Wednesday, January 11, 2006

Jacob, Marley and The Good, the Bad and the Ugly

Joseph seems to be very much in the habit of wanting to walk his own road, go his own path, do his own thing. The problem is that when he does, he offends someone. God intends to use Joseph, and use him He shall—like it or not.

Jacob found out quickly that being blessed by God was not a thing greatly enjoyed by others. Call it idolatry, call it selfishness, call it greet or coveting, the fact of the matter is Laban knew God was doing great multiplications around Joseph (children, flocks, etc) and he wanted to be a part of it—only without the “God” part. Two things: first, Jacob’s light was beginning to come on, that he could not live for himself (no thanks to mom on that one)—the light was coming on—slowly—on a dimmer switch, maybe, but it was coming on; second, I don’t quite understand why Jacob did not just pull up stakes and just set out. Why did he have to ask Laban to send him away with his many wives, 11 children and flocks? Regardless, Jacob finally bolts. And out of all people Jacob ticks off, Laban is the only one to track him down!

Genesis 31:

Everyone knows Jacob has acquired just about everything in Laban’s household—everything except his gods. As Jacob prepares to flee, Rachel makes a point to run back in the house and grab those too, like a final insult of her own. Laban tracks him down and along the way God steals his thunder, saying “Be careful that you do not speak to Jacob either good or bad.” Ok. So all he can do is ask for his gods back, right? Rachel is sitting on them in her saddlebags and will not move (she has her reasons). Jacob is so confident that Laban’s gods are nowhere in the caravan that he says, “the one with whom you find your gods shall not live (31:32). Bookmark that. It is important. Jacob and Laban finally part ways—but where is Jacob going?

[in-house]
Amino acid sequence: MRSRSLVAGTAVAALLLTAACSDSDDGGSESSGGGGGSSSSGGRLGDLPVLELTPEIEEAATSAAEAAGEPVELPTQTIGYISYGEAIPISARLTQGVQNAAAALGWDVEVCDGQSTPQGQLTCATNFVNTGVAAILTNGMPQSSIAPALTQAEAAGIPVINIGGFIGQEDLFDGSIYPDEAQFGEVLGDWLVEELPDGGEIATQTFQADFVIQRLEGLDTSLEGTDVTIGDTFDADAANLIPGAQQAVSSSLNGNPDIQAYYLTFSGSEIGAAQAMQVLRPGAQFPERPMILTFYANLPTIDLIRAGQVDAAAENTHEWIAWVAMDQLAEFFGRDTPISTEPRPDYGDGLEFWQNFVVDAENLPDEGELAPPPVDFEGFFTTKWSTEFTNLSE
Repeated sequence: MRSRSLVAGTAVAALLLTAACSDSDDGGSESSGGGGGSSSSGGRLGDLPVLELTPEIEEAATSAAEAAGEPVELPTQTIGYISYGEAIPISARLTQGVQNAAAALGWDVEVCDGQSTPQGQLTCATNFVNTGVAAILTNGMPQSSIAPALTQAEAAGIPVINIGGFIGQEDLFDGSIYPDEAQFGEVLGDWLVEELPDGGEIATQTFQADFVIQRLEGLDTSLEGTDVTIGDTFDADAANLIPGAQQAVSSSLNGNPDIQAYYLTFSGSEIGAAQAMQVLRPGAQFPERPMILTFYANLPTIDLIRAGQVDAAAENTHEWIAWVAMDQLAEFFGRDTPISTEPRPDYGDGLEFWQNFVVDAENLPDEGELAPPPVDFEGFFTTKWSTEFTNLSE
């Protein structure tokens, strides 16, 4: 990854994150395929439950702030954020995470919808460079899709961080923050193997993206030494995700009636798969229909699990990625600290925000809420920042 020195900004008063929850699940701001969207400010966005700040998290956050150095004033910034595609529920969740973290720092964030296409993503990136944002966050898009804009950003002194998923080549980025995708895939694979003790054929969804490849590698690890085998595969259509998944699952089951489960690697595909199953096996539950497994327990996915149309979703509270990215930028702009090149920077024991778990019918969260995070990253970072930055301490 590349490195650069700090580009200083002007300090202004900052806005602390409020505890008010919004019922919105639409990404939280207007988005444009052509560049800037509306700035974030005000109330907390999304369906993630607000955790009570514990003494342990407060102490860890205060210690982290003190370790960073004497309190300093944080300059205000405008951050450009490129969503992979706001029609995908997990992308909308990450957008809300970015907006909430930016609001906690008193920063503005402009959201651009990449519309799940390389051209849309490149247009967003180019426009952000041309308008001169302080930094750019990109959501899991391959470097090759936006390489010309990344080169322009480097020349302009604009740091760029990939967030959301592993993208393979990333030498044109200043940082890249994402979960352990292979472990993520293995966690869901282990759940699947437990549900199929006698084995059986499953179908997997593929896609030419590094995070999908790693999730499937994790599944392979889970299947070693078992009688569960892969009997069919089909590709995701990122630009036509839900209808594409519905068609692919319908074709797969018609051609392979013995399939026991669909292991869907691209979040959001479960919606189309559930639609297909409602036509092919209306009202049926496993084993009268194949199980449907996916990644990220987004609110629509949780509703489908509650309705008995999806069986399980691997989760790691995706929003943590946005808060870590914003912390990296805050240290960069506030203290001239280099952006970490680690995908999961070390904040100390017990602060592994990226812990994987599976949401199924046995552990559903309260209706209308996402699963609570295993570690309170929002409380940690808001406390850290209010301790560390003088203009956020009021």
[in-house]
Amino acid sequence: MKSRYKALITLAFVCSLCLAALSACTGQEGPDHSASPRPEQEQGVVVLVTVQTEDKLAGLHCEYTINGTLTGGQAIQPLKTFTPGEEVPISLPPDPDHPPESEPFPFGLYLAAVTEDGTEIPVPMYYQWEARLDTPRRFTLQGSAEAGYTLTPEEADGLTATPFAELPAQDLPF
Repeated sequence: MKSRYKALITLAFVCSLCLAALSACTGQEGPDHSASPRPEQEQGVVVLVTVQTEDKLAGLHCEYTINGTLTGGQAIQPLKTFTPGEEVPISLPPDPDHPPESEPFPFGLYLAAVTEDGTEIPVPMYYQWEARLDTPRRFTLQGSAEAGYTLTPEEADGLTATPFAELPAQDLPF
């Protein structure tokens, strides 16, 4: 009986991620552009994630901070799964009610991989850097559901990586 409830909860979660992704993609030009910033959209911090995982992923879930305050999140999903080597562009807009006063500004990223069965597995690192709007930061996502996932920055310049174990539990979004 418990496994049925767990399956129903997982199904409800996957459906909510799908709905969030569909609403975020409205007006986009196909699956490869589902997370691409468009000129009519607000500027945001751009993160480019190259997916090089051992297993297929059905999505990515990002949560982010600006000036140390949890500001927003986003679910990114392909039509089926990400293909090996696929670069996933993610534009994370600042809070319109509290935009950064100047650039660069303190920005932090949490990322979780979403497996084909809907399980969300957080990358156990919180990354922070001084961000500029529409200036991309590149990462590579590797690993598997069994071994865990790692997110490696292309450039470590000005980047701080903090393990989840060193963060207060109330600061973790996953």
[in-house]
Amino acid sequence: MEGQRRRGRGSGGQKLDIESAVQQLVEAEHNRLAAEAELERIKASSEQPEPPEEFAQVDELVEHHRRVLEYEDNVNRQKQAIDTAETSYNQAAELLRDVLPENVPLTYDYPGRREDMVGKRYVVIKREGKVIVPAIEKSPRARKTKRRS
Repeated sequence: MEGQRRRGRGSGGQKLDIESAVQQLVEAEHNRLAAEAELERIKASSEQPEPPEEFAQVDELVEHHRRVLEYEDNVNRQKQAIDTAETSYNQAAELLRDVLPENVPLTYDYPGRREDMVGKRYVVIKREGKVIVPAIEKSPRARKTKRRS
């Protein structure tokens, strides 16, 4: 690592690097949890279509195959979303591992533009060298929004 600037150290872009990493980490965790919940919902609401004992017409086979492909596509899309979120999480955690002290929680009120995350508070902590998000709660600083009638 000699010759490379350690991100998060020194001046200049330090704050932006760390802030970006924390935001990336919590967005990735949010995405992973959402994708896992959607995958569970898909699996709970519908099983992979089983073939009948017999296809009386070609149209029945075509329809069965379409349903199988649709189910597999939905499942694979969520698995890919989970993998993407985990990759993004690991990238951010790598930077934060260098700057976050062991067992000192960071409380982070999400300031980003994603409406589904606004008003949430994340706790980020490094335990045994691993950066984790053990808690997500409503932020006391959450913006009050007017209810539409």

I think he is starting to get the idea that if he does not change the direction his life is going, he will soon be down the path of destruction. Before parting with Laban he talked a great deal about what God was doing and had done to get him where he was and expressed confidence that God was going to preserve him based on the promise handed down from his father and his father’s father.

Thought: I just thought of something. Ebenezer Scrooge’s business partner and perhaps his only friend was Jacob Marley. For some reason known only to Marley (in the mind of the author) is that Marley is compelled to visit his friend Scrooge to warn him to change or be doomed to a much worse fate than he. A fascinating part of ther conversation centers on Marley’s chains, about which Marley he explains are the binding results of his actions throughout the years—and Scrooge’s was as long and as horrible as Marley’s was right then, only seven Christmases ago. How much longer and more weighty and more binding now? Dicken’s choice of the name “Jacob” is very telling and, I believe, intentional because seven Christmases ago, Marley and Scrooge were peas in a pod. Imagine two old curmudgeons giving the east of London hell on ice, out for themselves. I’m surprised they did not kill each other—I believe Marley died of guilt; but, Marley has enough good left to return to warn Scrooge to change or be chained. “Jacob” should remind us of our biblical figure, who is very bad off.